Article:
Many of the touches work well, even if some are too obscure to be easily grasped. When Wotan in Act II sings of how Alberich has fathered a loveless child to further his aim of winning the ring, Brünnhilde produces a blue wig, thus referencing the moment we saw in Das Rheingold when the dwarf seemingly raped a Nibelung who also donned one. When Wotan claims during his monologue that all he longs for now is the end, the red rope of fate that had run the entire height of the stage until then (including for the whole of Das Rheingold) falls. When later in the act Siegmund and Sieglinde (in the original stage instructions) traverse the rocky pass they cling to it, with what once hung vertically now running horizontally and thus signalling the changing of the world order.
No production today, including Otto Schenk’s 1986 version for the Metropolitan Opera which aimed to follow all of Wagner’s original directions, actually shows Fricka in a chariot pulled by golden rams. This, however, is alluded to through a couch that bears a ram’s horns and legs. Because Siegmund and Sieglinde are defying Fricka’s world order it is only right that they shelter under this couch once it is toppled, and at the end it is appropriated for an entirely different purpose as Brünnhilde is laid to sleep on it on the rock.
The Walküre in Act III seem hampered by having to hold and sway horses’ skulls in a manner that fails to reflect the monumentality of the music. There are a few graphics of horses flying through the air and of a dead mortal ascending to Valhalla, but they feel too faint to give the ‘Ritt der Walküren’ sufficient visual power. Nevertheless, the eight sing very well, and feel a formidable bunch as well as a group of sisters who know each other intimately as they try to protect Brünnhilde without actually defying Wotan. Nina Stemme is positively radiant as the chief god’s favourite daughter and her ‘Hojotohos’ have wonderful polish. She and Skelton deliver the best singing of the evening, and their scene together in Act II is sensitively rendered as Brünnhilde, who had never questioned that the greatest ending for any mortal was to be served mead in Valhalla, has her values shaken to such an extent that she chooses to take Siegmund’s side.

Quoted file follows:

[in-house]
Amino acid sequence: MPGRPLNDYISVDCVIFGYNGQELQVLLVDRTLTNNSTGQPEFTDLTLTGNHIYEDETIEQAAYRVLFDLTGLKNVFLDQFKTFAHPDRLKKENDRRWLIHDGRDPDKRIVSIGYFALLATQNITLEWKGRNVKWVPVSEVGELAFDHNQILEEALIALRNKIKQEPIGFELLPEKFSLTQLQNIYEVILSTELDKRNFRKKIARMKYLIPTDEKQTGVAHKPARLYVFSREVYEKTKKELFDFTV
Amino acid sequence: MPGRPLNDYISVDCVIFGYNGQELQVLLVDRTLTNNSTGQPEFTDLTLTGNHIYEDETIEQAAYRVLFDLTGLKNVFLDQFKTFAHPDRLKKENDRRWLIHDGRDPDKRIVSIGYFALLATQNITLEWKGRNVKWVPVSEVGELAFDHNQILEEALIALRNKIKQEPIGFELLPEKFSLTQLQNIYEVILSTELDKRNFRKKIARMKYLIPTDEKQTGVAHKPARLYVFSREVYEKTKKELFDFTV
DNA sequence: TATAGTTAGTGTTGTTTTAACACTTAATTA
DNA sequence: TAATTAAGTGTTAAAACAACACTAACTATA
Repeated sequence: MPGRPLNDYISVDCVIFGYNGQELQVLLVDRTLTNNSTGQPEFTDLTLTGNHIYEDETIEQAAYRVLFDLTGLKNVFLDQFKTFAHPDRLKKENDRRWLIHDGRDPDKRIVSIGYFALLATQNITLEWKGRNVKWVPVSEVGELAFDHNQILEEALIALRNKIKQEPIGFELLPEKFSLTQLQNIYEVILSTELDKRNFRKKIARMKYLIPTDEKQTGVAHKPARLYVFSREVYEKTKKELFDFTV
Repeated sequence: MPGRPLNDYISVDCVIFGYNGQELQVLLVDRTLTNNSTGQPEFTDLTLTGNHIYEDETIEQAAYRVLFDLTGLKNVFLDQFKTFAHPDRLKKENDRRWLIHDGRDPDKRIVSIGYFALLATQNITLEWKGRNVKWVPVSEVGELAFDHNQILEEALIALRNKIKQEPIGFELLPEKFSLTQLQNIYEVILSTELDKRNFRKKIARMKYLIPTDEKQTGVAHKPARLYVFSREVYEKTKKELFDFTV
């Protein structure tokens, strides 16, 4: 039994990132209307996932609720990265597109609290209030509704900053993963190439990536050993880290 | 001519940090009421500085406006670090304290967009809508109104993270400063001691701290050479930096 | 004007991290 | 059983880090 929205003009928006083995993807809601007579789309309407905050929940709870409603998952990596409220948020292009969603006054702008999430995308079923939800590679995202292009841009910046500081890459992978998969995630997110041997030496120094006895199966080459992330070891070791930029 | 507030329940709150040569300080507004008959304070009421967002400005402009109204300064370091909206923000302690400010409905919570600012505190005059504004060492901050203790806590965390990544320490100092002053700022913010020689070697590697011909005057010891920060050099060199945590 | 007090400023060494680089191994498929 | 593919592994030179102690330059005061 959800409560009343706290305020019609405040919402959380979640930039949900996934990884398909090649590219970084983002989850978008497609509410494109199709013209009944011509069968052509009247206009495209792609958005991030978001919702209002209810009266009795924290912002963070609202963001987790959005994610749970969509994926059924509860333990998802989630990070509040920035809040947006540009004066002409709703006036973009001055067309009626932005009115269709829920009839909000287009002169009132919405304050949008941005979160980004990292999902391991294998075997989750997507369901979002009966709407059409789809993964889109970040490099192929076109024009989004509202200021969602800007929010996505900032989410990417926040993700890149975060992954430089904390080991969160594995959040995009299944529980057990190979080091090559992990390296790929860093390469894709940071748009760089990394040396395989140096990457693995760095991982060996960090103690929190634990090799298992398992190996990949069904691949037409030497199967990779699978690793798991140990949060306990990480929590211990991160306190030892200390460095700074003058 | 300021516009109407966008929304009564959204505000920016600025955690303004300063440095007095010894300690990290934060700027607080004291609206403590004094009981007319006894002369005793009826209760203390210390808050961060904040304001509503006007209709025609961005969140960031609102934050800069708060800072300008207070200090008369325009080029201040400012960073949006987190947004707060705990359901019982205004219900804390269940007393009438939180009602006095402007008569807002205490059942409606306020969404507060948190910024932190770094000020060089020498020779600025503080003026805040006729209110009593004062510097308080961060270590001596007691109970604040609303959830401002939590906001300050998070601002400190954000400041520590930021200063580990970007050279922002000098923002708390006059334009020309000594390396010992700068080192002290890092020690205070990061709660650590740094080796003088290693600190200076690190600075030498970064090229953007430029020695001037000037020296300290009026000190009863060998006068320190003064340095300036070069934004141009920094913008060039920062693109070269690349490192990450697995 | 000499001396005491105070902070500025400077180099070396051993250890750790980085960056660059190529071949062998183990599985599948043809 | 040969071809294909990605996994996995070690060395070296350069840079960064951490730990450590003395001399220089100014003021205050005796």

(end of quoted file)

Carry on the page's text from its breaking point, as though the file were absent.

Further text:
Above all this stands John Lundgren’s Wotan. At the start of Act II he still seems like the god we saw in Das Rheingold, happy to cling to tainted plans in order to prevail as (in this production) the Walküre run around him. This is why his encounter with Fricka feels so important here because, although he has clearly agonised over the thoughts that he subsequently proclaims in his monologue for some time, it is the realisation that he cannot help Siegmund that forces him to challenge who he is as much as how he behaves. Once again, Lundgren asserts his firm, dark and direct bass-baritone to extremely good effect, although by naturally playing to the strengths in his voice his performance of ‘Der Augen leuchtendes Paar’ lacks some of the sensitivity that might really move us. This, however, says something in its own right, because by this point most Wotans have revealed a degree of nobility in accepting that a new order will triumph. In contrast, for this chief god the truth that the future is not really for him feels an exceptionally bitter pill to swallow. Once again, conductor Sir Antonio Pappano delivers a beautiful and rousing account of the score, with the few criticisms that might have been levied against the orchestral performance in Das Rheingold not applying at all in the second instalment of the Ring Cycle.
The Royal Opera House’s production of Die Walküre will be broadcast live to selected cinemas in the UK and worldwide on 28 October, while some cinemas will also show encore screenings over subsequent days. For details of participating venues visit the Royal Opera House Live Cinema Season website.
The Royal Opera House’s current presentation of Der Ring des Nibelungen consists of four full Cycles, which continue until 2 November 2018.